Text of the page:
Gene expression profiling weighs heavily in decisions for breast cancer patients yet poorly understood

Gene expression profiling tests play a critical role when women with early-stage breast cancer decide whether to receive chemotherapy. However, many of the patients do not fully understand what some of the test results mean, new research has suggested.

Current guidelines for treating early-stage breast cancer, with no metastasis to nearby lymph nodes or other parts of the body, result in thousands of women receiving chemotherapy without benefitting from it.

A gene expression profiling (GEP) test can help differentiate women who might benefit from chemotherapy versus those that might not. The test analyzes the patterns of 21 different genes within the cancer cells to help predict how likely it is that a women's cancer will recur within 10 years after initial treatment and how beneficial chemotherapy will be to her.

Yvonne Bombard, PhD, a genomics and health services researcher in the Li Ka Shing Knowledge Institute of St. Michael's Hospital in Toronto, Ontario, Canada, said women she interviewed understood the test would indicate whether chemotherapy would be beneficial to them.

However, Bombard said, many thought the test reflected their unique circumstances and did not understand that their test result was based on larger population statistics. Her findings have been published online in Current Oncology (2014; doi:10.3747/co.21.1524).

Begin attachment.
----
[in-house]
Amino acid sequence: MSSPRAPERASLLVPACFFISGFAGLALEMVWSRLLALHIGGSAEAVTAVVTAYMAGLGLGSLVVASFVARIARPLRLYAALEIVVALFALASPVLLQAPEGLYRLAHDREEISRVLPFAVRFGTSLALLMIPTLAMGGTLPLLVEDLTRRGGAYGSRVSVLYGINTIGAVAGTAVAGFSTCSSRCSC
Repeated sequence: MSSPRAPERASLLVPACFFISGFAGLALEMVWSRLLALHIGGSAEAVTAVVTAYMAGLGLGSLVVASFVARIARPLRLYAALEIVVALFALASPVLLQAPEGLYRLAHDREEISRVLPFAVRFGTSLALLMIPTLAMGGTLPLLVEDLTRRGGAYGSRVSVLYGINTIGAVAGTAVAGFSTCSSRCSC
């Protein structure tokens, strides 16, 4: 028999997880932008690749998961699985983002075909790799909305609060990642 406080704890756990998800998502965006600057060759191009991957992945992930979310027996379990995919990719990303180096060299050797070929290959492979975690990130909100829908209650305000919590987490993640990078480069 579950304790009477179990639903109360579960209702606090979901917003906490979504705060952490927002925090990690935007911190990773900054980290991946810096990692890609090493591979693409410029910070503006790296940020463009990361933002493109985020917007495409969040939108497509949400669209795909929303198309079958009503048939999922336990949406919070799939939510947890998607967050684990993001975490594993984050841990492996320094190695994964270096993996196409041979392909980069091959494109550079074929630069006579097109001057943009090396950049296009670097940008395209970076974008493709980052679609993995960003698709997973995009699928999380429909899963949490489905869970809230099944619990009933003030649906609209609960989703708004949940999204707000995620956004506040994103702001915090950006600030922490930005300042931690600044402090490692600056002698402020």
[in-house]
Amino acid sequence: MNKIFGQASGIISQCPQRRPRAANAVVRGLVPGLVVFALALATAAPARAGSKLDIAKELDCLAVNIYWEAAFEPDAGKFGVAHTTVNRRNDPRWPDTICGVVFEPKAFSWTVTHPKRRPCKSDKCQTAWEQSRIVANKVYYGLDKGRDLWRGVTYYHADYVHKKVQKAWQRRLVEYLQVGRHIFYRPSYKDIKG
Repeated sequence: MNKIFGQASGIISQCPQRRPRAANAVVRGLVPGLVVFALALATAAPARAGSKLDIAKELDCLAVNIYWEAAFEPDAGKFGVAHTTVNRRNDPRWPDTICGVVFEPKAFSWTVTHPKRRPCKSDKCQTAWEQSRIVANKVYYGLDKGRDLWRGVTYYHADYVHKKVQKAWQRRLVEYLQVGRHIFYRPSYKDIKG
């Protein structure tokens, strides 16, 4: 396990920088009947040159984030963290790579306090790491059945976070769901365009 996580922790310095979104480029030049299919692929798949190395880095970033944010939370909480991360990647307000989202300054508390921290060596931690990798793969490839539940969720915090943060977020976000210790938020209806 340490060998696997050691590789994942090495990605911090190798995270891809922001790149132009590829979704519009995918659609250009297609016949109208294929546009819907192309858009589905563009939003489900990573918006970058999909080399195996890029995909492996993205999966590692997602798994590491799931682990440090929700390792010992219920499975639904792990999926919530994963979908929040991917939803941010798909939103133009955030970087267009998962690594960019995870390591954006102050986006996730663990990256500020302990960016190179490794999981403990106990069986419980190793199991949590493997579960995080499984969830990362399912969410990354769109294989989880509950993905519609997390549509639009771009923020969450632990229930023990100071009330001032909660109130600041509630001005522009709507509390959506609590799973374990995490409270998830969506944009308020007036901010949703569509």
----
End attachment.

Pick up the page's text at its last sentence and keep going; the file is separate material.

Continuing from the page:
“Patients often viewed their GEP results as providing information that was more scientifically valid, uniquely personalized, and emotionally significant than any other information they had received,” Bombard said. “For many, the test was a transformational element that empowered them, allowed them to feel confident in their decisions, and may even have rescued them from unnecessary chemotherapy.”

The GEP test was a main determinant of patients' chemotherapy decisions, despite their misunderstanding of the test and its validity.

“GEP is one of many factors that women in consultation with their oncologists, should consider when choosing treatment for early stage breast cancer,” said study co-author Maureen Trudeau, MA, MD, FRCPC, a medical oncologist of the Breast Care team and head of the Medical Oncology Program at Sunnybrook's Odette Cancer Centre at the University of Toronto. “The GEP test does not replace standard prognostic information but adds one more piece of information.”

Clinical guidelines suggest the majority of the 22,600 Canadians whose breast cancer tests negative for human epidermal growth factor receptor 2 (HER2) should be offered chemotherapy. Yet only 15% of such cancers will recur, suggesting that about 8,500 Canadian patients are treated without benefit each year.

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